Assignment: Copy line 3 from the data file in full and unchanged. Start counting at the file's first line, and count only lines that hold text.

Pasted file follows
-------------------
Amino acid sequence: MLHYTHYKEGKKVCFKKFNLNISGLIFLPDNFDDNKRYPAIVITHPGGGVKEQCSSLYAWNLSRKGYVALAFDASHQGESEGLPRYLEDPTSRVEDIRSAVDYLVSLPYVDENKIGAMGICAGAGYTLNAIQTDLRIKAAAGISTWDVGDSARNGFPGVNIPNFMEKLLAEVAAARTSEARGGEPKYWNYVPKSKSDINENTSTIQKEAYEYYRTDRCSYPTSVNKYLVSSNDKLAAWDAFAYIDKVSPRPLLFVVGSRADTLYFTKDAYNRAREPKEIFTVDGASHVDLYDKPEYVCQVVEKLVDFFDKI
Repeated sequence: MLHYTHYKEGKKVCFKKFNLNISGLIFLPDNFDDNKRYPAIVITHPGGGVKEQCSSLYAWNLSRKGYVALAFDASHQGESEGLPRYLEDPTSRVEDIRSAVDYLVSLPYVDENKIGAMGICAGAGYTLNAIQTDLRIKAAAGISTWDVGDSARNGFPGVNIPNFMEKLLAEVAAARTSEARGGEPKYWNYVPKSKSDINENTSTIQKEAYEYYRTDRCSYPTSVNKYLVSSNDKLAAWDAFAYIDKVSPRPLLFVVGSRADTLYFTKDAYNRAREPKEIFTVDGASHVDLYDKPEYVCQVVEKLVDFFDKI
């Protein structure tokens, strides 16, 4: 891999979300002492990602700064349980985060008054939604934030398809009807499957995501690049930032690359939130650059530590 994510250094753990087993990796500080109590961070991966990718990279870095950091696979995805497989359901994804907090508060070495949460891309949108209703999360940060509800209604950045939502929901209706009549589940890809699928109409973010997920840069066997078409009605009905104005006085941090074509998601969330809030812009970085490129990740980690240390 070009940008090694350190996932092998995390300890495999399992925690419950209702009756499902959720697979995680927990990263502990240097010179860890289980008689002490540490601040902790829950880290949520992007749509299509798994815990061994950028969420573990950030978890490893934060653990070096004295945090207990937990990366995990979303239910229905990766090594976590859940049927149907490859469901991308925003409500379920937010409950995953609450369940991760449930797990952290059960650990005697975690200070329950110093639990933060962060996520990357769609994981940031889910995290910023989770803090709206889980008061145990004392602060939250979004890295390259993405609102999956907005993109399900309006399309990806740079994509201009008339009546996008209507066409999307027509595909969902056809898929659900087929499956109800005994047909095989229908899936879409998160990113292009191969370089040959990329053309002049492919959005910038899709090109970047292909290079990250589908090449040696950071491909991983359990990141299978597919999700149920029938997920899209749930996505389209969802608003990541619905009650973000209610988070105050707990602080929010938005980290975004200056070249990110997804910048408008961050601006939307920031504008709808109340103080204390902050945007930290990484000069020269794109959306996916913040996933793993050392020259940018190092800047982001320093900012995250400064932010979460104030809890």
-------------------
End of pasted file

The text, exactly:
């Protein structure tokens, strides 16, 4: 891999979300002492990602700064349980985060008054939604934030398809009807499957995501690049930032690359939130650059530590 994510250094753990087993990796500080109590961070991966990718990279870095950091696979995805497989359901994804907090508060070495949460891309949108209703999360940060509800209604950045939502929901209706009549589940890809699928109409973010997920840069066997078409009605009905104005006085941090074509998601969330809030812009970085490129990740980690240390 070009940008090694350190996932092998995390300890495999399992925690419950209702009756499902959720697979995680927990990263502990240097010179860890289980008689002490540490601040902790829950880290949520992007749509299509798994815990061994950028969420573990950030978890490893934060653990070096004295945090207990937990990366995990979303239910229905990766090594976590859940049927149907490859469901991308925003409500379920937010409950995953609450369940991760449930797990952290059960650990005697975690200070329950110093639990933060962060996520990357769609994981940031889910995290910023989770803090709206889980008061145990004392602060939250979004890295390259993405609102999956907005993109399900309006399309990806740079994509201009008339009546996008209507066409999307027509595909969902056809898929659900087929499956109800005994047909095989229908899936879409998160990113292009191969370089040959990329053309002049492919959005910038899709090109970047292909290079990250589908090449040696950071491909991983359990990141299978597919999700149920029938997920899209749930996505389209969802608003990541619905009650973000209610988070105050707990602080929010938005980290975004200056070249990110997804910048408008961050601006939307920031504008709808109340103080204390902050945007930290990484000069020269794109959306996916913040996933793993050392020259940018190092800047982001320093900012995250400064932010979460104030809890």